Tech giant Intel on Monday announced that its entire 2014 line of microprocessors would be free from so-called “conflict minerals,” making them the first in the rare mineral-heavy industry to completely phase out their use in one of their products.
Intel CEO Brian Krzanich was speaking at the annual Consumer Electronics Show in Las Vegas on the company’s strategy and new products to be released over the coming year when he revealed the culmination of their efforts. The tantalum, tungsten, tin, and gold that Intel purchases — all of which play heavily into the manufacturing of microprocessors and other electronics — will all be guaranteed to not have come from mines that pass their profits on to armed groups in the Democratic Republic of the Congo and other mineral-rich areas of Africa.
“The minerals are important, but not as important as the lives of the people who work to get them,” Krzanich said. Enough Project senior researcher Sasha Lezhnev told ThinkProgress that Intel’s step was a “huge breakthrough to defund the warlords” that operate in the Congo. “It really does help move the supply chain from being opaque and turning a blind-eye on its sourcing to being more transparent.”
The 2010 financial sector reform bill known as Dodd-Frank and its provisions related to conflict minerals has spurred many of the changes seen in the tech sector related to how it sources its raw materials. Since its passage, Intel and other electronics industry manufacturers have been working to come into compliance, both to adhere to the law and for the boost in popularity that will surely come with being able to market their products as “conflict-free.” Lezhnev said consumers would begin demanding such products, calling it the “wave of the future,” and noting that he’d already received questions about when the first conflict-free iPhone would be available. “Now that Intel has made the first conflict-free product,” he continued, “it’s important for Apple, Boeing, Tiffany, to make their own conflict-free products.”
Last year, Intel adopted its first “Conflict Minerals Policy” in which it declared that “[a]s part of Intel’s commitment to corporate responsibility and respecting human rights in our own operations and in our global supply chain, it is Intel’s goal to seek to use tantalum, tin, tungsten and gold in our products that are ‘DRC conflict free’ while continuing to support responsible in-region mineral sourcing from the DRC and adjoining countries.”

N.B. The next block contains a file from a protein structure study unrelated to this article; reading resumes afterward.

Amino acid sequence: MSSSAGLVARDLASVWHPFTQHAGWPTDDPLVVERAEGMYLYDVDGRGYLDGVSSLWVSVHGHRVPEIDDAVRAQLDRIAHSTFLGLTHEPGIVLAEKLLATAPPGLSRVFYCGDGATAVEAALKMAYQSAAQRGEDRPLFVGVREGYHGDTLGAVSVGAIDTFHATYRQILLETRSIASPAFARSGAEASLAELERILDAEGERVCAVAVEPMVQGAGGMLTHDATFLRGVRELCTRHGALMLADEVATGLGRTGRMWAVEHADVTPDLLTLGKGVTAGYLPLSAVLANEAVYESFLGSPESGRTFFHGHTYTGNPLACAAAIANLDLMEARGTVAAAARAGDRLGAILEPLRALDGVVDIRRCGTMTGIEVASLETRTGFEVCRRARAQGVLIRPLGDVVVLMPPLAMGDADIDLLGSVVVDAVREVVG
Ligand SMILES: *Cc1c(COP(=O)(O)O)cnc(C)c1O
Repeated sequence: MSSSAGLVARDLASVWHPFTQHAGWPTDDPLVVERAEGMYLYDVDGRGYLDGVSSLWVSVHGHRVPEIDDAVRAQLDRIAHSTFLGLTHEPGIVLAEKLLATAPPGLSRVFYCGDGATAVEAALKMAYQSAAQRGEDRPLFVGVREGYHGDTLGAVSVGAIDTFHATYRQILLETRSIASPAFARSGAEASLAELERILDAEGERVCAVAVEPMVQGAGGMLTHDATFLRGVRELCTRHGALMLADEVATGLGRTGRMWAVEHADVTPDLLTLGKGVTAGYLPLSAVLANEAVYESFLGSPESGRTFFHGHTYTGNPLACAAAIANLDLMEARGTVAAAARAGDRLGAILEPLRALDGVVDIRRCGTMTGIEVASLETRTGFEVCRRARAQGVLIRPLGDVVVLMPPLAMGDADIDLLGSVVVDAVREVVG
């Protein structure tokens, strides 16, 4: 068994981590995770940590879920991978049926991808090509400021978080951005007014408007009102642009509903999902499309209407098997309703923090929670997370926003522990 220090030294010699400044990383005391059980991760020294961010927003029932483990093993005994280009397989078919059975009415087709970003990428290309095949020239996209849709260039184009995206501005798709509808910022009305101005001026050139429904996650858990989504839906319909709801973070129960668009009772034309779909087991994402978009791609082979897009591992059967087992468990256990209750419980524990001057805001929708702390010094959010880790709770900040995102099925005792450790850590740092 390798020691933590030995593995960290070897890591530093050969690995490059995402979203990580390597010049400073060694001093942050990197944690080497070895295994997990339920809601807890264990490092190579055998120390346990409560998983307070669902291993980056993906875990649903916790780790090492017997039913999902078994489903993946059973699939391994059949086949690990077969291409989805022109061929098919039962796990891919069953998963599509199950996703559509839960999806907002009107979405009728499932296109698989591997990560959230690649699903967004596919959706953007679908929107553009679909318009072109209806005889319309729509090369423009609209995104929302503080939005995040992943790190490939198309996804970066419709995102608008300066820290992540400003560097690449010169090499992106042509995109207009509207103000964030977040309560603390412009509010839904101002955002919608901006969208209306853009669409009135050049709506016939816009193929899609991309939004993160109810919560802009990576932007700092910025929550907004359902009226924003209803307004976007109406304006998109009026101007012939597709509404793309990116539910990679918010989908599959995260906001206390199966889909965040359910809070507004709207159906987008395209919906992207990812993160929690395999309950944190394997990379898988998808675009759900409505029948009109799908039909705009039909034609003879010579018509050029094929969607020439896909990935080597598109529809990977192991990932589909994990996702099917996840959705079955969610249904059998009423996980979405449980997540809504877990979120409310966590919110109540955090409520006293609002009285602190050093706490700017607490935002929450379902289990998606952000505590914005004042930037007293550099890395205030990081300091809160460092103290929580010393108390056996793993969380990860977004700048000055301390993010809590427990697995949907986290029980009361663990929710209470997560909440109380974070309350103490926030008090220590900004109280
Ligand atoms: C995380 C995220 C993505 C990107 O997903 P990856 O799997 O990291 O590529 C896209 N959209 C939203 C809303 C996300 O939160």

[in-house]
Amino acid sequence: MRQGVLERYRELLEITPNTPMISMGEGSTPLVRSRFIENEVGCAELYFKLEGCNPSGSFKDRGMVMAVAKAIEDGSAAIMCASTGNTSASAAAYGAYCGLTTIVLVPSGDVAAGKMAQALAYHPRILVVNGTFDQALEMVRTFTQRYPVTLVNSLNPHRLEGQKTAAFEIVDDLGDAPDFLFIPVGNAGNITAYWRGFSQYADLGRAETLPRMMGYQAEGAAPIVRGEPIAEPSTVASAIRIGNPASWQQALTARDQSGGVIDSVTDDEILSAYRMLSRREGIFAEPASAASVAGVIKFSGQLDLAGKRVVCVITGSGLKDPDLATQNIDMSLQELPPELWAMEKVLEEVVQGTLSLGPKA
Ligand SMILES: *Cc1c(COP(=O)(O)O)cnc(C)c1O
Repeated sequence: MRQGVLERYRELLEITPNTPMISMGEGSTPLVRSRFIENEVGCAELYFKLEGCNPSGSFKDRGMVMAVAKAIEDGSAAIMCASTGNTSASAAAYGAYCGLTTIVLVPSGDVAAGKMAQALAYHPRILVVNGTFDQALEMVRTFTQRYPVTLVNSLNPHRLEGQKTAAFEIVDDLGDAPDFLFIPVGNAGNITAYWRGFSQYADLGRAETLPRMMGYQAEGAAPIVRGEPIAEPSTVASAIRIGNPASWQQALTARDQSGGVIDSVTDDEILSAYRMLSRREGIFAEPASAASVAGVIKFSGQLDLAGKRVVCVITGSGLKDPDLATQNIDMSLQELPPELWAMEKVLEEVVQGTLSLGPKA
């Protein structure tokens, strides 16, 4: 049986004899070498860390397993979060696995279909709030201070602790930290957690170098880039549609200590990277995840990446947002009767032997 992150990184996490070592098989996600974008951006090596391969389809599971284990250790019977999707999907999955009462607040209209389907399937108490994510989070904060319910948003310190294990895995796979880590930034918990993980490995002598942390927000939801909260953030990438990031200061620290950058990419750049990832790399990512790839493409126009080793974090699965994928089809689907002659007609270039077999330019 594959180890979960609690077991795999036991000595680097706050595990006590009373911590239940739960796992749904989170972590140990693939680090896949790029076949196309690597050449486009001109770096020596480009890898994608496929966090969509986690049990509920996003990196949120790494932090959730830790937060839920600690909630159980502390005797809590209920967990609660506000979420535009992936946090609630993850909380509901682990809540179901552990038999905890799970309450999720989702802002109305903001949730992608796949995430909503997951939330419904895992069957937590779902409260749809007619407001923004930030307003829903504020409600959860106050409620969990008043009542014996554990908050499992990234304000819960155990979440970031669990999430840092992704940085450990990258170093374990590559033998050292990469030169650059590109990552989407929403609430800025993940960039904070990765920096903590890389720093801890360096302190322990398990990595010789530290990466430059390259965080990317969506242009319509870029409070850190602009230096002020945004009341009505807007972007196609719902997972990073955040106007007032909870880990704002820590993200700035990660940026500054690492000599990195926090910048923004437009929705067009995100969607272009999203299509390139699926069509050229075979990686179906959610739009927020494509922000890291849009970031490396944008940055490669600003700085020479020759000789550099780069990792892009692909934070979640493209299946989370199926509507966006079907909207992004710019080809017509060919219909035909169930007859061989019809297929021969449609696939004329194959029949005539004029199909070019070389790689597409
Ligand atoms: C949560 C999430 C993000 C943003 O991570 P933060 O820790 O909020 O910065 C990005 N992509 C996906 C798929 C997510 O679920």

Krzanich was originally determined to end all purchases of materials in the DR Congo, according to Fast Company, but quickly realized that doing so would negatively impact local miners and opted instead to focus on the smelters of the raw ore into usable metals. As part of that effort, Apple and Intel announced in 2011 that they were joining the Electronic Industry Citizenship Coalition and its Conflict-Free Smelter program, which “requires mineral processing plants either prove that they don’t fund the ongoing hostilities in central Africa or peddle their war-supporting wares elsewhere.”
“It took years, but Intel finally hunted down all of the smelters used to produce all the minerals in its microprocessors,” Fast Company reported. “Now they’re all conflict-free, too. Most have been validated by third-party audits.”
The precise role of conflict minerals — the spiritual successor of West Africa’s “conflict diamonds” in the advocacy space — and the effectiveness of Dodd-Frank in preventing violence in the Congo is still debated. Some critics maintain that the 2010 law’s unintended consequences make it more difficult for Congolese to make a living, effectively acting as an embargo in its early days before companies began putting in the legwork needed to responsibly source minerals from the Congo. The Enough Project, which lead the charge for Intel and other tech companies cutting conflict minerals out of their supply chain and releases rankings of said companies’ efforts, maintains that cutting off a financial resource for the armed groups that terrorize the region is an important step towards lasting peace.
So while a good first step, making electronics conflict-free isn’t a silver bullet, as Lezhnev told Fast Company. “It’s also making sure the rest of the causes of the conflict are addressed, and sending messages to the U.S government, the UN, and other governments in the region that they need to get this peace process organized,” he said.